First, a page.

"New data provide compelling evidence to further support amyloid hypothesis as a therapeutic target for Alzheimer's disease."
The news turned out to be a potent catalyst for the biotechs in general, and large-cap biotechs in particular, which had been suffering from high-profile disappointments including Merck's Verubecestat, and immuno-oncology combination of Incyte's (INCY) Epacadostat drug with Merck's, Keytruda.
Everything is happening faster in biotechs than it was even a year ago. The pace of innovation is truly amazing, with new versions of technologies and therapeutic approaches emerging faster and well-financed. Perhaps from an innovation standpoint, it can be characterized as the golden era of biotechs, as was highlighted in the Biotech Bonanza 2018 and Biotechs Well-Placed articles.
Gene editing is advancing in leaps-and-bounds, ushering in a new era of drug discovery. Last year, the first two gene therapy drugs were approved - Kymriah from Novartis (NVS) and Yescarta from Gilead (GILD) - which were both autologous therapies requiring customized T-cells. Significant efforts are being made to create gene-editing therapies that are quicker to process and cheaper to produce, with many companies pursuing an allogeneic approach, using generic T-cells, for targeted indications.
The gene editing CRISPR technology is evolving rapidly with new advancements emerging nearly every month on a variety of fronts. The second generation of this technology is expected to be much sharper, and more forgiving. Presently, the DNA editing, in itself a complicated process, ends up making permanent changes using the CAS-9 enzyme. In March, a startup company, Arbor Biotechnologies, led by a key scientist of the original CRISPR technology team, formally unveiled what it refers to as a more powerful CRISPR version. Using a different enzyme called the Cas13, which allows for greater versatility in gene editing surgery, the process may not require snipping the DNA strand thus avoiding a relatively higher-risk permanent alteration. Instead, the new version will alter the RNA, which is a more reversible change in case of errors or unintended consequences.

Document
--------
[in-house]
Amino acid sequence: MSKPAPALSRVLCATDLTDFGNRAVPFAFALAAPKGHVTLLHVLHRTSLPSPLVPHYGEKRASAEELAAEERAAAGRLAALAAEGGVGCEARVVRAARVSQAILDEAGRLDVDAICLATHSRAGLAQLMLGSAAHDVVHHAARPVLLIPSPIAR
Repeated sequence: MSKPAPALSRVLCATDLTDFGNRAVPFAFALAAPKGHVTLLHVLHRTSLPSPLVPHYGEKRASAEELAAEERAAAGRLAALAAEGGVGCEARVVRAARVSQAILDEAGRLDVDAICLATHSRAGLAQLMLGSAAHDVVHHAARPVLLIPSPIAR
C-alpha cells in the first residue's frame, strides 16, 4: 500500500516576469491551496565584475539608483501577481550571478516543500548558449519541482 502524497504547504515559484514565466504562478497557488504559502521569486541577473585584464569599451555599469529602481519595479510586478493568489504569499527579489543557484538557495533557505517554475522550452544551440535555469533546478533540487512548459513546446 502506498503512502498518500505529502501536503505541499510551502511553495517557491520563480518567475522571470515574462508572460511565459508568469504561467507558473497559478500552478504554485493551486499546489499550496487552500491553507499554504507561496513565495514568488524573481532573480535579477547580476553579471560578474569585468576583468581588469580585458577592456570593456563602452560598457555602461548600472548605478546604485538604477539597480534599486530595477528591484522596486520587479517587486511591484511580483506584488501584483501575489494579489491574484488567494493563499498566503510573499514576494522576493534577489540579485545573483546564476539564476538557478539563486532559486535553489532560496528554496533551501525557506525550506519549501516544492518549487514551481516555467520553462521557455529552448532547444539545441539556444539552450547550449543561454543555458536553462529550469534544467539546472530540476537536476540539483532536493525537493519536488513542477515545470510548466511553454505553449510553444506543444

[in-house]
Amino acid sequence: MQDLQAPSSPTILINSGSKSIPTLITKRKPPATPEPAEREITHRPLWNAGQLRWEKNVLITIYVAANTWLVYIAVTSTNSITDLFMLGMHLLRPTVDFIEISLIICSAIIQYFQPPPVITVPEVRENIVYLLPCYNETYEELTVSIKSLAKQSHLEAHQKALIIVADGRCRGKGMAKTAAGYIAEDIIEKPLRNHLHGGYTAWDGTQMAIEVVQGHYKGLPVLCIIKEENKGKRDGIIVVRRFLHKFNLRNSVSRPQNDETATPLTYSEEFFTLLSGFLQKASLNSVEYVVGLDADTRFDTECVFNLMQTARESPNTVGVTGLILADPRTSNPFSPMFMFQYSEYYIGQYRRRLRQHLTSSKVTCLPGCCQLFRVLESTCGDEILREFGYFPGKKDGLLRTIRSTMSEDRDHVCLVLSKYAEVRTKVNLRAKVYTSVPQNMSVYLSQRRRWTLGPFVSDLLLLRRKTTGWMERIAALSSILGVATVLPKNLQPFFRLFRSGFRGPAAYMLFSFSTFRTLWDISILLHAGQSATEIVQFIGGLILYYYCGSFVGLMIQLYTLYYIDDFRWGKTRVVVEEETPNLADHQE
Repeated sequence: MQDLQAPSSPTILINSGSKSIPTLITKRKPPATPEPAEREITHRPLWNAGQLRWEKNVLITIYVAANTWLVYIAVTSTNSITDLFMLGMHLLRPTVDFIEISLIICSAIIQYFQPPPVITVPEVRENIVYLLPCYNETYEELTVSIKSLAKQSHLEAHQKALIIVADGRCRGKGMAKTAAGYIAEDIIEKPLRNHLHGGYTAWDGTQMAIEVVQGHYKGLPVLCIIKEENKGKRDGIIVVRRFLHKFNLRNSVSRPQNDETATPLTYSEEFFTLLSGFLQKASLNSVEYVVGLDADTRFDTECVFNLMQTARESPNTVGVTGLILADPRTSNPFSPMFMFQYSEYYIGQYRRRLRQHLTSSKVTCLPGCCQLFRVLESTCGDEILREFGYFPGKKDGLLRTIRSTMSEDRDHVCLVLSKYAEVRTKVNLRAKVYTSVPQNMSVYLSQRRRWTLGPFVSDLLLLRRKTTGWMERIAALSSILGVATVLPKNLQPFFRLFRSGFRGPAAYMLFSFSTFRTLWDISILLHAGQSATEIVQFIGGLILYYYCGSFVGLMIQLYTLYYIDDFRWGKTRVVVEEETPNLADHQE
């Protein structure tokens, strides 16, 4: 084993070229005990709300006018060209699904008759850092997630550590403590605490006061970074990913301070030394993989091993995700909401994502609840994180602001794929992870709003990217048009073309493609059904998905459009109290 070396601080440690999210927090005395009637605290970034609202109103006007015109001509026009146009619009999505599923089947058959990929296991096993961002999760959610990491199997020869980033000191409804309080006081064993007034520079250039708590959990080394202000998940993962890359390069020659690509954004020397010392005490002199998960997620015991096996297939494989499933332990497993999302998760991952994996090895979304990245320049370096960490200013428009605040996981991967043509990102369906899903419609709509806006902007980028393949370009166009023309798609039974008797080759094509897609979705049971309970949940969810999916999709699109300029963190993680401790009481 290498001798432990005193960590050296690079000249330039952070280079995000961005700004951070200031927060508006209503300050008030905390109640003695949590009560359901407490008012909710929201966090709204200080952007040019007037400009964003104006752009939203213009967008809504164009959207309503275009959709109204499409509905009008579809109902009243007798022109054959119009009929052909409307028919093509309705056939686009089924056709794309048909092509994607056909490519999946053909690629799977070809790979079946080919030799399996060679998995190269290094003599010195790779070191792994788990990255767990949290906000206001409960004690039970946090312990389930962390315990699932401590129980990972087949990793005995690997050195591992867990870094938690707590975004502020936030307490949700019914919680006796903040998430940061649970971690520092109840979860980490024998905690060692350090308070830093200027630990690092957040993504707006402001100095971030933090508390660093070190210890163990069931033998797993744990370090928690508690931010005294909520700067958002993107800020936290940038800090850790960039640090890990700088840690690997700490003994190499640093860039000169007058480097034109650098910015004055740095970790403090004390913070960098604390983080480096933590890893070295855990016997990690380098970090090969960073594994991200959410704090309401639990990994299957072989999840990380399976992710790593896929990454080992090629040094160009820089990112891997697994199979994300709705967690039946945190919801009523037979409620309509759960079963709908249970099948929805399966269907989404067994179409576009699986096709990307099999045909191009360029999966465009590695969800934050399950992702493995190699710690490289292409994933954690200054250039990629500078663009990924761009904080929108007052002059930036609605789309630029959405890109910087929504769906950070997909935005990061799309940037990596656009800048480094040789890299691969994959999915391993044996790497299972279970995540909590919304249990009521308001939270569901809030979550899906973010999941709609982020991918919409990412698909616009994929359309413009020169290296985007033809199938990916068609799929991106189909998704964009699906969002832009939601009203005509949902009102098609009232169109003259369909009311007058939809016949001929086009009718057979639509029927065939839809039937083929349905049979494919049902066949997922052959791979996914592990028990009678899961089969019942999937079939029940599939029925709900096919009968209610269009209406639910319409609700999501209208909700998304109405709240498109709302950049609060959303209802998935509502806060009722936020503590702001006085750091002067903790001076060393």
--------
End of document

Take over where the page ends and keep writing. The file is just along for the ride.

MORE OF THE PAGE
The present technology using the CAS9 enzyme uses two infectious strains of bacteria to snip at genes, introducing a layer of complexity to determine if the bacterial strains will survive a natural immunological response. A company, Homology Medicines (FIXX), partnered with Novartis, is using a different gene editing approach using the Adeno-Associated Virus (AAV) to correct genetic mutations. The viral vectors, using sterile AAV particles, have proven to be a safe strategy thus far for gene therapy, avoiding the need to manage an immune response.